State of Missouri, Respondent, v. Gregory Shegog, Appellant.
(Overview Summary)
Missouri Court of Appeals, Eastern District - ED108716


Challenges to Acknowledgment of Paternity Are Limited
Statute provides that an Acknowledgment of Paternity constitutes a legal finding of fact subject to challenges not made by any party. Statutes allow modification of child support on a substantial and continuing change in circumstances. Statute providing continuous authority in circuit court over its judgment of support does not apply to administrative orders “absent judicial review” so an administrative order certified and docketed in circuit court, but never subjected to judicial review, did not preclude an action in circuit court.
F.J.M., Individually and as Next Friend for A.E.J.J. vs. F.L.J.
(Overview Summary)
Missouri Court of Appeals, Western District - WD83840


Guardianship Affirmed
In an action for the appointment of a guardian, parents are presumed the best custodians of their children. Rebutting that presumption was evidence that appellant was “unfit, unwilling, or unable” as evidenced by failure to maintain contact with children for five years even when scheduled. Appellant did not show that the weight of the evidence was otherwise. “The against-the-weight-of-the-evidence standard serves only as a check on a circuit court's potential abuse of power in weighing the evidence [.]” Failure to pay the filing fee with the notice of appeal does not rob the Court of Appeals of its authority over the appeal.
In the Interest of: B.K.F, II and D.J.F.; D.Q. and Juvenile Officer vs. M.K.F.
(Overview Summary)
Missouri Court of Appeals, Western District - WD84019, WD84020, WD84042 and WD84043


DNA Rule Prevails Over Privilege
Both Uniform Parentage Act and Probate Code provide methods of proving parentage and “the two statutes were not intended to modify or affect each other [,]” so to prove paternity for intestate succession, probate code governs. Statute describes the foundation needed to admit expert testimony, and circuit court’s evaluation of the evidence supported a finding that respondent met those requirements as to DNA evidence, so the circuit court did not abuse its discretion in admitting the expert testimony. Clear and convincing evidence, including DNA of appellants and respondent, showed that respondent was an heir of decedent. Physician-patient privilege applies only when physician treated patient, which did not occur in the procurement of DNA evidence from respondents. Appellants waived any error in admitting evidence to which they affirmatively stated “no objection.” Any error in admitting cumulative evidence is harmless.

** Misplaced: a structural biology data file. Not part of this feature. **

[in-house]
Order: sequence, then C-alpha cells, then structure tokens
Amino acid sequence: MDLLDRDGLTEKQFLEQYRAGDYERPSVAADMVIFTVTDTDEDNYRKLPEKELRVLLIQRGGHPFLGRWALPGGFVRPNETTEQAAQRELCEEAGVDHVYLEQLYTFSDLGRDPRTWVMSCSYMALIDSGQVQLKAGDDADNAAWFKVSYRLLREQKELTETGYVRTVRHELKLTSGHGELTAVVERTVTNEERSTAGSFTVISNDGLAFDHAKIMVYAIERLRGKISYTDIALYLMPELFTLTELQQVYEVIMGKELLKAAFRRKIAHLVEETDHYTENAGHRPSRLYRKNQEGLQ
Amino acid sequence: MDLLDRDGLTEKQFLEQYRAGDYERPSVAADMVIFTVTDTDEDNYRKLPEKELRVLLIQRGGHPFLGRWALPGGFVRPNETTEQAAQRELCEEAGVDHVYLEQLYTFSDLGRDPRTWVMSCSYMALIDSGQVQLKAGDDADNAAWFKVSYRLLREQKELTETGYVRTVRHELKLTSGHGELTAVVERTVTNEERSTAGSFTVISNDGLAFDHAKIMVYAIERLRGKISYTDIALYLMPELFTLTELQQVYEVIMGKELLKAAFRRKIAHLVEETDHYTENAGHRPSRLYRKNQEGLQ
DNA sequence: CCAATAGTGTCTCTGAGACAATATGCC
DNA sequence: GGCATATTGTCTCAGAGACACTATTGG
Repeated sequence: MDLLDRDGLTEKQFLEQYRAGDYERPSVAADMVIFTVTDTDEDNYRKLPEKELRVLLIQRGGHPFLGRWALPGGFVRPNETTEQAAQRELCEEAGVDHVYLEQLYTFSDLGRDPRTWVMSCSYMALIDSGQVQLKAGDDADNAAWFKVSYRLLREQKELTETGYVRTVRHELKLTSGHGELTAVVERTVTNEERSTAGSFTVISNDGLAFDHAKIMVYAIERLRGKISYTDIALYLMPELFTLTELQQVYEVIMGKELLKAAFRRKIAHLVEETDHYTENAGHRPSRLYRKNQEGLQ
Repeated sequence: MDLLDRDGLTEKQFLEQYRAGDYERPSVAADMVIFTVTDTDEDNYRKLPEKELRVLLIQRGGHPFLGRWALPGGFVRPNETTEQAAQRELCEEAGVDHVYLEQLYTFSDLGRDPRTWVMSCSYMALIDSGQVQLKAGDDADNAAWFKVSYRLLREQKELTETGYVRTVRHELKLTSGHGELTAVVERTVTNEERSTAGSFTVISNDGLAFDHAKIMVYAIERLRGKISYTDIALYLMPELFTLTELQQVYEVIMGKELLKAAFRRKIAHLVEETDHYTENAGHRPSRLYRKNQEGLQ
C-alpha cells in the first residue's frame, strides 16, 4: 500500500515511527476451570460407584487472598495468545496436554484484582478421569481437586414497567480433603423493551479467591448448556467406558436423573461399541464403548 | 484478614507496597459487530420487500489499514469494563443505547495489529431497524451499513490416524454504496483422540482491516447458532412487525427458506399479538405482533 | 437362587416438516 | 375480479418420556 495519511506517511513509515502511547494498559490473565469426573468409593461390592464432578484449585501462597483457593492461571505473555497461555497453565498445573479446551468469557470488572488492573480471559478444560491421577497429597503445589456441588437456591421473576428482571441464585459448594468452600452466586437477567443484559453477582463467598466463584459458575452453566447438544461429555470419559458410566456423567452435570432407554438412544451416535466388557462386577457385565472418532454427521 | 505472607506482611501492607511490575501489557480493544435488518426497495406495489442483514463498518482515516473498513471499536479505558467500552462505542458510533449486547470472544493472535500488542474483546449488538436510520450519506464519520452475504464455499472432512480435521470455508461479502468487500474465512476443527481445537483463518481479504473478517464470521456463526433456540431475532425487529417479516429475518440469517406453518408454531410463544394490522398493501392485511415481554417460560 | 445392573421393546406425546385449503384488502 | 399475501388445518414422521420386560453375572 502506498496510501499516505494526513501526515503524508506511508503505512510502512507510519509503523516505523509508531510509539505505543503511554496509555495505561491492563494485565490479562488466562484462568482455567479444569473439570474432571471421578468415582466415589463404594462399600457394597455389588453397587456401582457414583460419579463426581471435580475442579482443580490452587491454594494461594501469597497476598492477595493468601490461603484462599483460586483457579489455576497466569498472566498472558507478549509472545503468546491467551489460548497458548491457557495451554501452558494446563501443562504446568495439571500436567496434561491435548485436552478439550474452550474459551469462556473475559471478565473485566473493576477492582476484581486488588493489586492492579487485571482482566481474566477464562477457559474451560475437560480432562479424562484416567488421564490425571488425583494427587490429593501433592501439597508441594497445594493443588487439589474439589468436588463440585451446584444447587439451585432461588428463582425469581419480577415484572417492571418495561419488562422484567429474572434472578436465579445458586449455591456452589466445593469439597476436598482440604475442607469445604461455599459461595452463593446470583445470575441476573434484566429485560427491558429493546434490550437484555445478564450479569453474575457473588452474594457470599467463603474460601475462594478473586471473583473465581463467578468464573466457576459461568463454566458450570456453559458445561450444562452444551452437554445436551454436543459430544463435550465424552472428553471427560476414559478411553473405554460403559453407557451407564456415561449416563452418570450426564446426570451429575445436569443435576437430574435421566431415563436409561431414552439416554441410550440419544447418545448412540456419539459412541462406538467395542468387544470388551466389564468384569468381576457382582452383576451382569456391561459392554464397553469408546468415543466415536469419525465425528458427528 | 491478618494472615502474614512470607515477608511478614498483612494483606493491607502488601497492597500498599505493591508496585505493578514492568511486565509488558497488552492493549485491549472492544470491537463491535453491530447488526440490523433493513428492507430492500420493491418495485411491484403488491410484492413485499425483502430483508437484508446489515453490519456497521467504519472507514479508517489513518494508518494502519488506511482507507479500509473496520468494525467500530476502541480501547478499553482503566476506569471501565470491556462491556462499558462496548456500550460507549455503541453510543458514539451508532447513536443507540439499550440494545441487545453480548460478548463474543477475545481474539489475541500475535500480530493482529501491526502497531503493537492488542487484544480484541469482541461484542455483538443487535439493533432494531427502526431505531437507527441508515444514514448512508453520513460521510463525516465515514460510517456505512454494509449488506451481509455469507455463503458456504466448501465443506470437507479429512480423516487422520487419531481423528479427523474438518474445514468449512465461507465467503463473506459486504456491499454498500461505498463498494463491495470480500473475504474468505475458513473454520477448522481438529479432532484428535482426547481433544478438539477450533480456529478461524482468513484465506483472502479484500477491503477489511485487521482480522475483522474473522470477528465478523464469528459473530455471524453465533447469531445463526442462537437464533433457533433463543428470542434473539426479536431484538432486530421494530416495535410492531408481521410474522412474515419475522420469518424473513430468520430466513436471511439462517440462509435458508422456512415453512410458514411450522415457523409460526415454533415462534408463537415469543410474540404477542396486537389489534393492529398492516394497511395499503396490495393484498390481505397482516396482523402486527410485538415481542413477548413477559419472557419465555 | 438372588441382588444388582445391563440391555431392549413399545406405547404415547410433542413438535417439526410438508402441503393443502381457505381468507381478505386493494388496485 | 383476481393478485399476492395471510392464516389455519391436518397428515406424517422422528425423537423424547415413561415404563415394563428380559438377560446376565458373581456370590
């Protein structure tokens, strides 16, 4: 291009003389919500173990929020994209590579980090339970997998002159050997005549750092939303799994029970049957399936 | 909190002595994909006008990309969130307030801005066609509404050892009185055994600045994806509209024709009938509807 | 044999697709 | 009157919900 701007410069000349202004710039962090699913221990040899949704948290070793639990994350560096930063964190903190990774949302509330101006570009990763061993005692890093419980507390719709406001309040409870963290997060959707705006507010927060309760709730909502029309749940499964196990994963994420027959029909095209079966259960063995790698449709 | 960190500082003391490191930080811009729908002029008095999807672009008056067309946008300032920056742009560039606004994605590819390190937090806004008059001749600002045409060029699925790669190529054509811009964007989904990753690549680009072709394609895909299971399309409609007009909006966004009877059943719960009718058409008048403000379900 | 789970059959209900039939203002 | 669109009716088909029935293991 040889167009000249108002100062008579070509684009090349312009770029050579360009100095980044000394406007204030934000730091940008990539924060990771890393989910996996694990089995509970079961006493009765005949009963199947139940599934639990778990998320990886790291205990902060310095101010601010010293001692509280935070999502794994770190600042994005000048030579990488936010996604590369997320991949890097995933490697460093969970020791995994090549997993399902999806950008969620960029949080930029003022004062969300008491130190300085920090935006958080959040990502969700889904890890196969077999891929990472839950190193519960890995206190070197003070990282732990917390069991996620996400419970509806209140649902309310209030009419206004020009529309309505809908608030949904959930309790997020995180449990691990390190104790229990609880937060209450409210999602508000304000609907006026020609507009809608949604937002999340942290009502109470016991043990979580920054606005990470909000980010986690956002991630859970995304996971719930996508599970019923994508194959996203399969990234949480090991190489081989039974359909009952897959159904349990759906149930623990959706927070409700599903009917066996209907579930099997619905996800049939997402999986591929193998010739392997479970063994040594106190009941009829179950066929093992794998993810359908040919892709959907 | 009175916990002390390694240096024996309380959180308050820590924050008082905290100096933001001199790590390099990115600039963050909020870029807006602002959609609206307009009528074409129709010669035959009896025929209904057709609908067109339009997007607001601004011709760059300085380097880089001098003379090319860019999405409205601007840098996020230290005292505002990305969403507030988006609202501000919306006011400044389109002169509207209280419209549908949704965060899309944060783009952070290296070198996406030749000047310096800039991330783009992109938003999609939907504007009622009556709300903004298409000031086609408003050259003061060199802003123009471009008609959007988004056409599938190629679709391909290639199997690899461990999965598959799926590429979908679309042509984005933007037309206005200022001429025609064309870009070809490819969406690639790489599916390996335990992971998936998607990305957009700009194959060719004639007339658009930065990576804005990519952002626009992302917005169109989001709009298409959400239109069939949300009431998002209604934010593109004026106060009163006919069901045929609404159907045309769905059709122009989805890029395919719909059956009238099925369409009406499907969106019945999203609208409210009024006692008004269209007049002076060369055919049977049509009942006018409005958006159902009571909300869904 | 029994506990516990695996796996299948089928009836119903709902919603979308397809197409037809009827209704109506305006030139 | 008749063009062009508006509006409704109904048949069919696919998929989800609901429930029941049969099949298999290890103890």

In The Estate of: William Ira Andress, Deceased.
(Overview Summary)
Missouri Court of Appeals, Eastern District - ED108755


Net Operating Loss Explained for ISRS
Statutes provide that a public utility can bill an infrastructure replacement surcharge (“ISRS”), without a general rate action, but subject to approval from the Public Service Commission. The Commission calculated an ISRS to include a net operating loss carryover per project, which resulted in a hypothetical loss, but federal statutes define net operating loss to include all sources of income and results only in an actual loss. Statutes require a remand with temporary rates for repayment to customers of amounts collected under the Commission’s unlawful order.
In the Matter of the Petition of Missouri-American Water Company for Approval to Change an Infrastructure System Replacement Surcharges; Missouri-American Water Company and Missouri Public Service Commission vs. Office of the Public Counsel
(Overview Summary)
Missouri Court of Appeals, Western District - WD83924

Workers’ Compensation

Preexisting Disabilities Count Toward Permanent Total Disability
Statutes provide that permanent total disability can result from a job-related condition, combined with more prior conditions that are not job-related, so Court of Appeals remands to determine whether claimant’s repetitive motion trauma is such a prior condition.
Michael A. Lexow, Appellant, v. Boeing Co., Employer, and Treasurer of Missouri as Custodian of the Second Injury Fund, Respondent.
(Overview Summary)
Missouri Court of Appeals, Eastern District - ED108853